Chemical Compatibility of Hollow Ceramic Cenospheres as Thermal Insulation for High-Temperature Thermal Energy Storage Applications with Molten Nitrate Salt

Youyang Zhao, Emma Wagstaff, Samuel Gage, Deanna Payne, Craig Turchi

Research output: Contribution to journalArticlepeer-review

6 Scopus Citations


An effective insulation material that is both thermally and chemically stable in molten salts could transform the design of molten-salt-based thermal energy storage (TES) tanks. Most current molten salt TES tanks hold the metallic tank structure in direct contact with hot salt inventory, a design which leads to thermal expansion of the tank and triggers stresses that can lead to thermomechanical failures. With an internal insulation to lower the temperature at the tank structure, the extent of thermal expansion can be reduced, thereby reducing expansion-induced stresses and allowing for consideration of lower-cost tank structure materials. Conventional insulation materials are either 1) too porous and allow molten salts to permeate into the matrix, which significantly increases the thermal conductivity or 2) too dense and have a thermal conductivity that cannot provide sufficient thermal insulation. This paper presents an alternative thermal insulation concept using cenospheres which have an alumino-silicate structure. The cost analysis suggests that the low-density cenospheres can be one of the cheapest materials to provide cost-effective thermal insulation. The chemical compatibility of cenospheres is investigated in molten 60 wt% NaNO3/40 wt% KNO3 salt which is close to industrial-grade Solar Salt. This paper shows that diffusion of the sodium and potassium cations from the salt into the cenospheres occurs based on weight analysis, energy dispersive spectroscopy (EDS), X-ray diffraction (XRD) and Fourier-transform infrared (FTIR) spectroscopy. The cation diffusion breaks the bridging oxygen bonds and causes volume expansion of the microstructure which is responsible for the failure of the cenosphere particles. The chemical composition of the cenospheres is found to affect their compatibility with molten nitrate salt. A cenosphere product with low iron content showed the best compatibility with an average survival rate of 77.9% ± 9.8% after 7 days of immersion in the molten nitrate salt. While even the low-iron cenospheres appear to require protection from direct molten salt contact, their slow degradation rate, closed-cell porosity, and low cost hold potential for effective use as internal tank insulation.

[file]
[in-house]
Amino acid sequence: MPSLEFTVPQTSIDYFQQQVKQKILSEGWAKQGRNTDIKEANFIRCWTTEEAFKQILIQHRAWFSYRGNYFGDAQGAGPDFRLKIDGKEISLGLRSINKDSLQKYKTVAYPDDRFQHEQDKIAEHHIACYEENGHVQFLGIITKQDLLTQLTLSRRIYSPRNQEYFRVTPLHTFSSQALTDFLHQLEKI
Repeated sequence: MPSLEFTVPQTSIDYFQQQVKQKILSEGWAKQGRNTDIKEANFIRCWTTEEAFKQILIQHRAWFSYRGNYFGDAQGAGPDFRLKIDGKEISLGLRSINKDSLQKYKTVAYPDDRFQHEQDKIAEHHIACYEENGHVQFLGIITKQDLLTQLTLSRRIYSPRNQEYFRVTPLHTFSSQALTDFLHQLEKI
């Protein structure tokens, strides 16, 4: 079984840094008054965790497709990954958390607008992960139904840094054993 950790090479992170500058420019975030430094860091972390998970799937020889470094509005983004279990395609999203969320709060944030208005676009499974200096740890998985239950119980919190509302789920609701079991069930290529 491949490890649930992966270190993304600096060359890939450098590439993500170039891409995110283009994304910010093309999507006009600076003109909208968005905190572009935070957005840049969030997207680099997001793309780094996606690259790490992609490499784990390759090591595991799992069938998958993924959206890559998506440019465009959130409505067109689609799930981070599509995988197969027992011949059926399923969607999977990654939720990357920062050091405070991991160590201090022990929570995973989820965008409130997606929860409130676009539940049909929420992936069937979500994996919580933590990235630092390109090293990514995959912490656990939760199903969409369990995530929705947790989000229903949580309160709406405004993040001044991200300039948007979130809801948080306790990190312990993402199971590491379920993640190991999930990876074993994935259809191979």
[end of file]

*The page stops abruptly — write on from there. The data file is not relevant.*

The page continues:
Original languageAmerican English
Article numberArticle No. 111597
Number of pages12
JournalSolar Energy Materials and Solar Cells
StatePublished - May 2022

Bibliographical note

Publisher Copyright:
© 2022

NREL Publication Number

  • NREL/JA-5700-77753


  • Cenospheres
  • Chemical compatibility
  • Molten nitrate
  • Thermal energy storage
  • Thermal insulation


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